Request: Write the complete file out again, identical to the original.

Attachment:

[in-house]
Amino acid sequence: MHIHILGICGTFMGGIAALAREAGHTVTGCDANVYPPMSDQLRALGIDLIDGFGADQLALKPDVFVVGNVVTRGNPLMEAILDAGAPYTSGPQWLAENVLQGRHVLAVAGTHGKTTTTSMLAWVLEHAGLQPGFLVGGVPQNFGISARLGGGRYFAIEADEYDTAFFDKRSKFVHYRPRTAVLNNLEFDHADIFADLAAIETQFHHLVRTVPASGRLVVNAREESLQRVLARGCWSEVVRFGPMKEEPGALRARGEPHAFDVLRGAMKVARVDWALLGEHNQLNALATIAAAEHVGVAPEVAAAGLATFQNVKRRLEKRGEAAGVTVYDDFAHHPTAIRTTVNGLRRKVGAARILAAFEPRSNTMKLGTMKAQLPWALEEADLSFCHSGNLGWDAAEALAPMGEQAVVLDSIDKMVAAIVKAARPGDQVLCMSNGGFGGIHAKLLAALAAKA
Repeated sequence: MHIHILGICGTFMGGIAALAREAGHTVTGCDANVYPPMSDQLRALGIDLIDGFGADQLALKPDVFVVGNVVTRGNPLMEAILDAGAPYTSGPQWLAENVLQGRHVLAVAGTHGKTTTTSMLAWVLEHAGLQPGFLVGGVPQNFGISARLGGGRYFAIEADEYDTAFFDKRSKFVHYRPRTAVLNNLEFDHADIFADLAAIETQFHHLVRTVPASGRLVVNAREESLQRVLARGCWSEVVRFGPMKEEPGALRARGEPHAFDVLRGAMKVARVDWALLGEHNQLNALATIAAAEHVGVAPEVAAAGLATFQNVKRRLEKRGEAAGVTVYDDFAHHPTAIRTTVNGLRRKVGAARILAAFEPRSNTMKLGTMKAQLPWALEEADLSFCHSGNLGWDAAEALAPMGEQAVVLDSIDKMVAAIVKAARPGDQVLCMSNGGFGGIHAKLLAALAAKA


[in-house]
Amino acid sequence: MHIHILGICGTFMGGIAALAREAGHTVTGCDANVYPPMSDQLRALGIDLIDGFGADQLALKPDVFVVGNVVTRGNPLMEAILDAGAPYTSGPQWLAENVLQGRHVLAVAGTHGKTTTTSMLAWVLEHAGLQPGFLVGGVPQNFGISARLGGGRYFAIEADEYDTAFFDKRSKFVHYRPRTAVLNNLEFDHADIFADLAAIETQFHHLVRTVPASGRLVVNAREESLQRVLARGCWSEVVRFGPMKEEPGALRARGEPHAFDVLRGAMKVARVDWALLGEHNQLNALATIAAAEHVGVAPEVAAAGLATFQNVKRRLEKRGEAAGVTVYDDFAHHPTAIRTTVNGLRRKVGAARILAAFEPRSNTMKLGTMKAQLPWALEEADLSFCHSGNLGWDAAEALAPMGEQAVVLDSIDKMVAAIVKAARPGDQVLCMSNGGFGGIHAKLLAALAAKA
Repeated sequence: MHIHILGICGTFMGGIAALAREAGHTVTGCDANVYPPMSDQLRALGIDLIDGFGADQLALKPDVFVVGNVVTRGNPLMEAILDAGAPYTSGPQWLAENVLQGRHVLAVAGTHGKTTTTSMLAWVLEHAGLQPGFLVGGVPQNFGISARLGGGRYFAIEADEYDTAFFDKRSKFVHYRPRTAVLNNLEFDHADIFADLAAIETQFHHLVRTVPASGRLVVNAREESLQRVLARGCWSEVVRFGPMKEEPGALRARGEPHAFDVLRGAMKVARVDWALLGEHNQLNALATIAAAEHVGVAPEVAAAGLATFQNVKRRLEKRGEAAGVTVYDDFAHHPTAIRTTVNGLRRKVGAARILAAFEPRSNTMKLGTMKAQLPWALEEADLSFCHSGNLGWDAAEALAPMGEQAVVLDSIDKMVAAIVKAARPGDQVLCMSNGGFGGIHAKLLAALAAKA